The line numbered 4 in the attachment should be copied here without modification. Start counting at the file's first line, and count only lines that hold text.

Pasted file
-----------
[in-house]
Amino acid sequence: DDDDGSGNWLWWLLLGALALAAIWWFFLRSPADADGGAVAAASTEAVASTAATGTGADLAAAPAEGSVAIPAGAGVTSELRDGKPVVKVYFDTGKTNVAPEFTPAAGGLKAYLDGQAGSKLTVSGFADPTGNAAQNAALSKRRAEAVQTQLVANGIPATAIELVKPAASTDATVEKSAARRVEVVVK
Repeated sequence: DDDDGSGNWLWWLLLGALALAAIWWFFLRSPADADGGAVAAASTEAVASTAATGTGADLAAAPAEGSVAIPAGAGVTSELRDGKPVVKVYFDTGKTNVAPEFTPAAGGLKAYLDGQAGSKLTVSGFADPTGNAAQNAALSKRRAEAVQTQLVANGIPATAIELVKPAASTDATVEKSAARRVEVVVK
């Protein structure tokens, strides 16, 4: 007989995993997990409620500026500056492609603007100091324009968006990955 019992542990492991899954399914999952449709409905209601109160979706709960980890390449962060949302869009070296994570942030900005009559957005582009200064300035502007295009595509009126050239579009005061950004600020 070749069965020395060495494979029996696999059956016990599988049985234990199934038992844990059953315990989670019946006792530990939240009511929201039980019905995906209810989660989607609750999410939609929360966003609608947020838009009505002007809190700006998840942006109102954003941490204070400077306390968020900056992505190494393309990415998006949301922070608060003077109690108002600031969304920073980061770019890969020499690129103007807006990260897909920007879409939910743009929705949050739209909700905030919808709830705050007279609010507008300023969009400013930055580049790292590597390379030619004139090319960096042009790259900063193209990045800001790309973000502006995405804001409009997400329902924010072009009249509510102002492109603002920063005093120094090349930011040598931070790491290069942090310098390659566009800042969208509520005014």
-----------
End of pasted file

């Protein structure tokens, strides 16, 4: 007989995993997990409620500026500056492609603007100091324009968006990955 019992542990492991899954399914999952449709409905209601109160979706709960980890390449962060949302869009070296994570942030900005009559957005582009200064300035502007295009595509009126050239579009005061950004600020 070749069965020395060495494979029996696999059956016990599988049985234990199934038992844990059953315990989670019946006792530990939240009511929201039980019905995906209810989660989607609750999410939609929360966003609608947020838009009505002007809190700006998840942006109102954003941490204070400077306390968020900056992505190494393309990415998006949301922070608060003077109690108002600031969304920073980061770019890969020499690129103007807006990260897909920007879409939910743009929705949050739209909700905030919808709830705050007279609010507008300023969009400013930055580049790292590597390379030619004139090319960096042009790259900063193209990045800001790309973000502006995405804001409009997400329902924010072009009249509510102002492109603002920063005093120094090349930011040598931070790491290069942090310098390659566009800042969208509520005014």